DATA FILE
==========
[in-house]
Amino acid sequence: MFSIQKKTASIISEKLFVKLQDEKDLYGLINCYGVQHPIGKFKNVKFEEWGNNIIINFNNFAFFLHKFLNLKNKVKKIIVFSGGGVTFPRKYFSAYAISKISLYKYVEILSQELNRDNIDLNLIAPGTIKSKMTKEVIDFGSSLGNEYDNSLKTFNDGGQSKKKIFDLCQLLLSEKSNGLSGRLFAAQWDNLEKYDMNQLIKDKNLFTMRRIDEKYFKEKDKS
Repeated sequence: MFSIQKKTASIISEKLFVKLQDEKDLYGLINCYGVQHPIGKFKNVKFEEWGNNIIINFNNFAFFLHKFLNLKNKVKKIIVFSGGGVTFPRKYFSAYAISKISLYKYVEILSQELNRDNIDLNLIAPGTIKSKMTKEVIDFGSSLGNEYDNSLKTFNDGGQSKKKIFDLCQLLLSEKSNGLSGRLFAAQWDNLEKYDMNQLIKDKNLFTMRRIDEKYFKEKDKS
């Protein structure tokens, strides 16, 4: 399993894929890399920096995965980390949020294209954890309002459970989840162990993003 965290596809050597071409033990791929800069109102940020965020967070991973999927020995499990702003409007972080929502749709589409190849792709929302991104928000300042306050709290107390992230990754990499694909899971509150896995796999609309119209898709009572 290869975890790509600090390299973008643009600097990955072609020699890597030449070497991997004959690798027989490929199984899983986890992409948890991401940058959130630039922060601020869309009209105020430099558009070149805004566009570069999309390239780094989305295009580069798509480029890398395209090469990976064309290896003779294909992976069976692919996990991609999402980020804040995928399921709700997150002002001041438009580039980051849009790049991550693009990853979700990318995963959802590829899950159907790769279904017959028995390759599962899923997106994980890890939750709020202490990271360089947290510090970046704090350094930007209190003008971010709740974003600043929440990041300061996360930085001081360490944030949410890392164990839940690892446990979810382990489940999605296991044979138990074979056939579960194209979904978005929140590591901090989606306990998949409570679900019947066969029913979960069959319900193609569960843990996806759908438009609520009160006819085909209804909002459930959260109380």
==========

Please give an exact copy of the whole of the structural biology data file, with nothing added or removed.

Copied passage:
[in-house]
Amino acid sequence: MFSIQKKTASIISEKLFVKLQDEKDLYGLINCYGVQHPIGKFKNVKFEEWGNNIIINFNNFAFFLHKFLNLKNKVKKIIVFSGGGVTFPRKYFSAYAISKISLYKYVEILSQELNRDNIDLNLIAPGTIKSKMTKEVIDFGSSLGNEYDNSLKTFNDGGQSKKKIFDLCQLLLSEKSNGLSGRLFAAQWDNLEKYDMNQLIKDKNLFTMRRIDEKYFKEKDKS
Repeated sequence: MFSIQKKTASIISEKLFVKLQDEKDLYGLINCYGVQHPIGKFKNVKFEEWGNNIIINFNNFAFFLHKFLNLKNKVKKIIVFSGGGVTFPRKYFSAYAISKISLYKYVEILSQELNRDNIDLNLIAPGTIKSKMTKEVIDFGSSLGNEYDNSLKTFNDGGQSKKKIFDLCQLLLSEKSNGLSGRLFAAQWDNLEKYDMNQLIKDKNLFTMRRIDEKYFKEKDKS
């Protein structure tokens, strides 16, 4: 399993894929890399920096995965980390949020294209954890309002459970989840162990993003 965290596809050597071409033990791929800069109102940020965020967070991973999927020995499990702003409007972080929502749709589409190849792709929302991104928000300042306050709290107390992230990754990499694909899971509150896995796999609309119209898709009572 290869975890790509600090390299973008643009600097990955072609020699890597030449070497991997004959690798027989490929199984899983986890992409948890991401940058959130630039922060601020869309009209105020430099558009070149805004566009570069999309390239780094989305295009580069798509480029890398395209090469990976064309290896003779294909992976069976692919996990991609999402980020804040995928399921709700997150002002001041438009580039980051849009790049991550693009990853979700990318995963959802590829899950159907790769279904017959028995390759599962899923997106994980890890939750709020202490990271360089947290510090970046704090350094930007209190003008971010709740974003600043929440990041300061996360930085001081360490944030949410890392164990839940690892446990979810382990489940999605296991044979138990074979056939579960194209979904978005929140590591901090989606306990998949409570679900019947066969029913979960069959319900193609569960843990996806759908438009609520009160006819085909209804909002459930959260109380």